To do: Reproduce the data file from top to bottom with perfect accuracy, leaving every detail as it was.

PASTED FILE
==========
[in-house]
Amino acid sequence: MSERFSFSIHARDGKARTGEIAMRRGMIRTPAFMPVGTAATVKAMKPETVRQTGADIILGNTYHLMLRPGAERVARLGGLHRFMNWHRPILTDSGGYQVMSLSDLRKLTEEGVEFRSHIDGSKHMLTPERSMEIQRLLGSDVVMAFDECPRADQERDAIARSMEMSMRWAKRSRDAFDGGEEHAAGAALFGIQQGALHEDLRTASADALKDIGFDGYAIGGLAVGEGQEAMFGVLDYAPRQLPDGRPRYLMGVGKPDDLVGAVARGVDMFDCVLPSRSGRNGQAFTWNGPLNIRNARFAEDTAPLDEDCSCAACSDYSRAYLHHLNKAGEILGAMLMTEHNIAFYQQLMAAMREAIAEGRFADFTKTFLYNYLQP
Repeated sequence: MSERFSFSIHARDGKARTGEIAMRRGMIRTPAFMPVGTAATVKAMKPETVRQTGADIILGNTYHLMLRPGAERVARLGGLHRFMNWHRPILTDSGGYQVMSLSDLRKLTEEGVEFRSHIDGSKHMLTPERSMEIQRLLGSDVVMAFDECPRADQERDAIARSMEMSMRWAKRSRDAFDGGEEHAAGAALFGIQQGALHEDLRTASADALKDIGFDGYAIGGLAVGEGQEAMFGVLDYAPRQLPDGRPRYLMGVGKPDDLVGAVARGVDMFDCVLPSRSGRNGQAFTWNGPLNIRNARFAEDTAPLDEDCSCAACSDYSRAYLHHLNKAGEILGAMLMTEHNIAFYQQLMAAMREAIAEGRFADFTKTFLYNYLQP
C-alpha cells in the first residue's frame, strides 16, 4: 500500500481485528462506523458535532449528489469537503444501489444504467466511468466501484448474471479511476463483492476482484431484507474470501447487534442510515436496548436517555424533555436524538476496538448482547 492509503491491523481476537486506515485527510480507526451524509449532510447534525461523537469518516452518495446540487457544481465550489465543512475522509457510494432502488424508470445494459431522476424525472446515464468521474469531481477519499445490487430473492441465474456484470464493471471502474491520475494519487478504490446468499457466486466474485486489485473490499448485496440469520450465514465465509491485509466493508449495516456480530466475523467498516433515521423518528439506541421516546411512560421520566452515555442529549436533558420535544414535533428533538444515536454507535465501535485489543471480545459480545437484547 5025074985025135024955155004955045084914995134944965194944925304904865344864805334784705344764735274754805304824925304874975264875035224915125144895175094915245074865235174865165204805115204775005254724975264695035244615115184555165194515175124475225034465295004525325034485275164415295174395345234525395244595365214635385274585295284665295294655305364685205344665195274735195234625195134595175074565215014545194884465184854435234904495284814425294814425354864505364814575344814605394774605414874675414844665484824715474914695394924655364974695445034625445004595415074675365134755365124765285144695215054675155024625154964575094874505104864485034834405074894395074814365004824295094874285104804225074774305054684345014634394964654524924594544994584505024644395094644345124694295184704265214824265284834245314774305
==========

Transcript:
[in-house]
Amino acid sequence: MSERFSFSIHARDGKARTGEIAMRRGMIRTPAFMPVGTAATVKAMKPETVRQTGADIILGNTYHLMLRPGAERVARLGGLHRFMNWHRPILTDSGGYQVMSLSDLRKLTEEGVEFRSHIDGSKHMLTPERSMEIQRLLGSDVVMAFDECPRADQERDAIARSMEMSMRWAKRSRDAFDGGEEHAAGAALFGIQQGALHEDLRTASADALKDIGFDGYAIGGLAVGEGQEAMFGVLDYAPRQLPDGRPRYLMGVGKPDDLVGAVARGVDMFDCVLPSRSGRNGQAFTWNGPLNIRNARFAEDTAPLDEDCSCAACSDYSRAYLHHLNKAGEILGAMLMTEHNIAFYQQLMAAMREAIAEGRFADFTKTFLYNYLQP
Repeated sequence: MSERFSFSIHARDGKARTGEIAMRRGMIRTPAFMPVGTAATVKAMKPETVRQTGADIILGNTYHLMLRPGAERVARLGGLHRFMNWHRPILTDSGGYQVMSLSDLRKLTEEGVEFRSHIDGSKHMLTPERSMEIQRLLGSDVVMAFDECPRADQERDAIARSMEMSMRWAKRSRDAFDGGEEHAAGAALFGIQQGALHEDLRTASADALKDIGFDGYAIGGLAVGEGQEAMFGVLDYAPRQLPDGRPRYLMGVGKPDDLVGAVARGVDMFDCVLPSRSGRNGQAFTWNGPLNIRNARFAEDTAPLDEDCSCAACSDYSRAYLHHLNKAGEILGAMLMTEHNIAFYQQLMAAMREAIAEGRFADFTKTFLYNYLQP
C-alpha cells in the first residue's frame, strides 16, 4: 500500500481485528462506523458535532449528489469537503444501489444504467466511468466501484448474471479511476463483492476482484431484507474470501447487534442510515436496548436517555424533555436524538476496538448482547 492509503491491523481476537486506515485527510480507526451524509449532510447534525461523537469518516452518495446540487457544481465550489465543512475522509457510494432502488424508470445494459431522476424525472446515464468521474469531481477519499445490487430473492441465474456484470464493471471502474491520475494519487478504490446468499457466486466474485486489485473490499448485496440469520450465514465465509491485509466493508449495516456480530466475523467498516433515521423518528439506541421516546411512560421520566452515555442529549436533558420535544414535533428533538444515536454507535465501535485489543471480545459480545437484547 5025074985025135024955155004955045084914995134944965194944925304904865344864805334784705344764735274754805304824925304874975264875035224915125144895175094915245074865235174865165204805115204775005254724975264695035244615115184555165194515175124475225034465295004525325034485275164415295174395345234525395244595365214635385274585295284665295294655305364685205344665195274735195234625195134595175074565215014545194884465184854435234904495284814425294814425354864505364814575344814605394774605414874675414844665484824715474914695394924655364974695445034625445004595415074675365134755365124765285144695215054675155024625154964575094874505104864485034834405074894395074814365004824295094874285104804225074774305054684345014634394964654524924594544994584505024644395094644345124694295184704265214824265284834245314774305